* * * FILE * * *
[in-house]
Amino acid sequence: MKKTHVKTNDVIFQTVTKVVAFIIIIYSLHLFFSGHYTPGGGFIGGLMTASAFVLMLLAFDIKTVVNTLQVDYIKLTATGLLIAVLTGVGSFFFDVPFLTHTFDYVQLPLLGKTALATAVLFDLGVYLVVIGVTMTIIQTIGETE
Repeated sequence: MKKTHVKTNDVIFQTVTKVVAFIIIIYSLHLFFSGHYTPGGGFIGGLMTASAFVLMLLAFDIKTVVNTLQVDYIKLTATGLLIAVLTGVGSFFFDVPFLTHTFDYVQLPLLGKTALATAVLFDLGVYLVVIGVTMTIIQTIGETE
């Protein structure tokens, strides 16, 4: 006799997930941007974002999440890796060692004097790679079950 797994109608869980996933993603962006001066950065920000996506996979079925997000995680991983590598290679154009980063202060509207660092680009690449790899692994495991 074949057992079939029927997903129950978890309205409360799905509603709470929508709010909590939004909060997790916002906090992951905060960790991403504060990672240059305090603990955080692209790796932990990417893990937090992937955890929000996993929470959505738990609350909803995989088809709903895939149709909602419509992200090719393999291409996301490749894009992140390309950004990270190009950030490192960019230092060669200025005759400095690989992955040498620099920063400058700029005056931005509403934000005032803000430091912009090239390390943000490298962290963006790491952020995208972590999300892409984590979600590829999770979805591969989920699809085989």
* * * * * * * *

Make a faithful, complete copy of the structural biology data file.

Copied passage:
[in-house]
Amino acid sequence: MKKTHVKTNDVIFQTVTKVVAFIIIIYSLHLFFSGHYTPGGGFIGGLMTASAFVLMLLAFDIKTVVNTLQVDYIKLTATGLLIAVLTGVGSFFFDVPFLTHTFDYVQLPLLGKTALATAVLFDLGVYLVVIGVTMTIIQTIGETE
Repeated sequence: MKKTHVKTNDVIFQTVTKVVAFIIIIYSLHLFFSGHYTPGGGFIGGLMTASAFVLMLLAFDIKTVVNTLQVDYIKLTATGLLIAVLTGVGSFFFDVPFLTHTFDYVQLPLLGKTALATAVLFDLGVYLVVIGVTMTIIQTIGETE
């Protein structure tokens, strides 16, 4: 006799997930941007974002999440890796060692004097790679079950 797994109608869980996933993603962006001066950065920000996506996979079925997000995680991983590598290679154009980063202060509207660092680009690449790899692994495991 074949057992079939029927997903129950978890309205409360799905509603709470929508709010909590939004909060997790916002906090992951905060960790991403504060990672240059305090603990955080692209790796932990990417893990937090992937955890929000996993929470959505738990609350909803995989088809709903895939149709909602419509992200090719393999291409996301490749894009992140390309950004990270190009950030490192960019230092060669200025005759400095690989992955040498620099920063400058700029005056931005509403934000005032803000430091912009090239390390943000490298962290963006790491952020995208972590999300892409984590979600590829999770979805591969989920699809085989």